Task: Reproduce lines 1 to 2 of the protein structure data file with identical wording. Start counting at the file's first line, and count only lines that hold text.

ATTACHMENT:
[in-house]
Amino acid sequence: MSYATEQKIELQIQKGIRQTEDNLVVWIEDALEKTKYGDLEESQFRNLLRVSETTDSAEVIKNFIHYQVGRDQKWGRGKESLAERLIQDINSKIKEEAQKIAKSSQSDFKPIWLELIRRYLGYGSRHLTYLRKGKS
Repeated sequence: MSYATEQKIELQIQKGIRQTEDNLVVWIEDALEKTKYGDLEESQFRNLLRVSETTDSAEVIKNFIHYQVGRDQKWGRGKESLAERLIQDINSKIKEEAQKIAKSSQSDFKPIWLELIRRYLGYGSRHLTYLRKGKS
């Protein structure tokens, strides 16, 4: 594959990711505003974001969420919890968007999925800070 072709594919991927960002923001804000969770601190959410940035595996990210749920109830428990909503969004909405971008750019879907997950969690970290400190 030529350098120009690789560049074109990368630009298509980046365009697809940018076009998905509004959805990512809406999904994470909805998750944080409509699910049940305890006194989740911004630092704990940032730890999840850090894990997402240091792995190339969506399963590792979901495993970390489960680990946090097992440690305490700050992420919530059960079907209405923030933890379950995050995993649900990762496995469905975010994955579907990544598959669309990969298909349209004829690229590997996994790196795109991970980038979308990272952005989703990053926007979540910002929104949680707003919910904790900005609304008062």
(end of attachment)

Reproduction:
[in-house]
Amino acid sequence: MSYATEQKIELQIQKGIRQTEDNLVVWIEDALEKTKYGDLEESQFRNLLRVSETTDSAEVIKNFIHYQVGRDQKWGRGKESLAERLIQDINSKIKEEAQKIAKSSQSDFKPIWLELIRRYLGYGSRHLTYLRKGKS